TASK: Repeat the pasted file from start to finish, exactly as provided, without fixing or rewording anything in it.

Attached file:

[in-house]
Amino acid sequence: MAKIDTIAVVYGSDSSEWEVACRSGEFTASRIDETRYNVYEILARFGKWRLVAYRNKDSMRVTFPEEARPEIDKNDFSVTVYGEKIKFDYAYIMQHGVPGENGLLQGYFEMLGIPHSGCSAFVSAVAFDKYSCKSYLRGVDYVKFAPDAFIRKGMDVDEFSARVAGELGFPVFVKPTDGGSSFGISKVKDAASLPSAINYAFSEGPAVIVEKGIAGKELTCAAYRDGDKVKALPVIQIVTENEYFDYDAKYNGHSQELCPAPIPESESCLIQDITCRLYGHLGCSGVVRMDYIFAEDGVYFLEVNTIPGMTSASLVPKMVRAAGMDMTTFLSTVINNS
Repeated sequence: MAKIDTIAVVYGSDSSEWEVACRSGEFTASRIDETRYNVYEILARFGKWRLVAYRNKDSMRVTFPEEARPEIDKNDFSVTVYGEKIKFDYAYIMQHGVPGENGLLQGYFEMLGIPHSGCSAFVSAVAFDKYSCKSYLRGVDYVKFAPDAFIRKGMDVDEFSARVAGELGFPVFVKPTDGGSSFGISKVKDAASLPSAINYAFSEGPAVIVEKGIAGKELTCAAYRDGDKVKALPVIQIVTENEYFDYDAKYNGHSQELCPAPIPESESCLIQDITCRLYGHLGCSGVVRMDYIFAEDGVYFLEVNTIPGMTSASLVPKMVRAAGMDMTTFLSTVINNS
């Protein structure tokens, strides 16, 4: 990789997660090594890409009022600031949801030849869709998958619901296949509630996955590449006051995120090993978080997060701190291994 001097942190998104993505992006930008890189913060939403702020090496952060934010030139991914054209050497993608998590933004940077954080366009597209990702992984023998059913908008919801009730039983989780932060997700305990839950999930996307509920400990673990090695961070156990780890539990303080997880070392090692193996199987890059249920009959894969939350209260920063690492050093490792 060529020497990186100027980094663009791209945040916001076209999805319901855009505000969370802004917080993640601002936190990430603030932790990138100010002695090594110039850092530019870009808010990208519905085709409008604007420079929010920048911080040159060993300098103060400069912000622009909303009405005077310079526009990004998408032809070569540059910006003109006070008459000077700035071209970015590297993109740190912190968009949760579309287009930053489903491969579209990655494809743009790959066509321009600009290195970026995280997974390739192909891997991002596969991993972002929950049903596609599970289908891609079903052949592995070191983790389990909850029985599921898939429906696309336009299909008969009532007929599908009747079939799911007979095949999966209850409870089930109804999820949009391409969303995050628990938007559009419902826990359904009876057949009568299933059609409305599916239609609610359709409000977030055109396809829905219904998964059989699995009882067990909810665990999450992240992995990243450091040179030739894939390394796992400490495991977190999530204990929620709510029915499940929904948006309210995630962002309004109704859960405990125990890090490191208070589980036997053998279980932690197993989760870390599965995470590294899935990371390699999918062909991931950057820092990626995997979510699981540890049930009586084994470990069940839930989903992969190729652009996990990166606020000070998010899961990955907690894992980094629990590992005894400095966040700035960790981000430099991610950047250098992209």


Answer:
[in-house]
Amino acid sequence: MAKIDTIAVVYGSDSSEWEVACRSGEFTASRIDETRYNVYEILARFGKWRLVAYRNKDSMRVTFPEEARPEIDKNDFSVTVYGEKIKFDYAYIMQHGVPGENGLLQGYFEMLGIPHSGCSAFVSAVAFDKYSCKSYLRGVDYVKFAPDAFIRKGMDVDEFSARVAGELGFPVFVKPTDGGSSFGISKVKDAASLPSAINYAFSEGPAVIVEKGIAGKELTCAAYRDGDKVKALPVIQIVTENEYFDYDAKYNGHSQELCPAPIPESESCLIQDITCRLYGHLGCSGVVRMDYIFAEDGVYFLEVNTIPGMTSASLVPKMVRAAGMDMTTFLSTVINNS
Repeated sequence: MAKIDTIAVVYGSDSSEWEVACRSGEFTASRIDETRYNVYEILARFGKWRLVAYRNKDSMRVTFPEEARPEIDKNDFSVTVYGEKIKFDYAYIMQHGVPGENGLLQGYFEMLGIPHSGCSAFVSAVAFDKYSCKSYLRGVDYVKFAPDAFIRKGMDVDEFSARVAGELGFPVFVKPTDGGSSFGISKVKDAASLPSAINYAFSEGPAVIVEKGIAGKELTCAAYRDGDKVKALPVIQIVTENEYFDYDAKYNGHSQELCPAPIPESESCLIQDITCRLYGHLGCSGVVRMDYIFAEDGVYFLEVNTIPGMTSASLVPKMVRAAGMDMTTFLSTVINNS
């Protein structure tokens, strides 16, 4: 990789997660090594890409009022600031949801030849869709998958619901296949509630996955590449006051995120090993978080997060701190291994 001097942190998104993505992006930008890189913060939403702020090496952060934010030139991914054209050497993608998590933004940077954080366009597209990702992984023998059913908008919801009730039983989780932060997700305990839950999930996307509920400990673990090695961070156990780890539990303080997880070392090692193996199987890059249920009959894969939350209260920063690492050093490792 060529020497990186100027980094663009791209945040916001076209999805319901855009505000969370802004917080993640601002936190990430603030932790990138100010002695090594110039850092530019870009808010990208519905085709409008604007420079929010920048911080040159060993300098103060400069912000622009909303009405005077310079526009990004998408032809070569540059910006003109006070008459000077700035071209970015590297993109740190912190968009949760579309287009930053489903491969579209990655494809743009790959066509321009600009290195970026995280997974390739192909891997991002596969991993972002929950049903596609599970289908891609079903052949592995070191983790389990909850029985599921898939429906696309336009299909008969009532007929599908009747079939799911007979095949999966209850409870089930109804999820949009391409969303995050628990938007559009419902826990359904009876057949009568299933059609409305599916239609609610359709409000977030055109396809829905219904998964059989699995009882067990909810665990999450992240992995990243450091040179030739894939390394796992400490495991977190999530204990929620709510029915499940929904948006309210995630962002309004109704859960405990125990890090490191208070589980036997053998279980932690197993989760870390599965995470590294899935990371390699999918062909991931950057820092990626995997979510699981540890049930009586084994470990069940839930989903992969190729652009996990990166606020000070998010899961990955907690894992980094629990590992005894400095966040700035960790981000430099991610950047250098992209």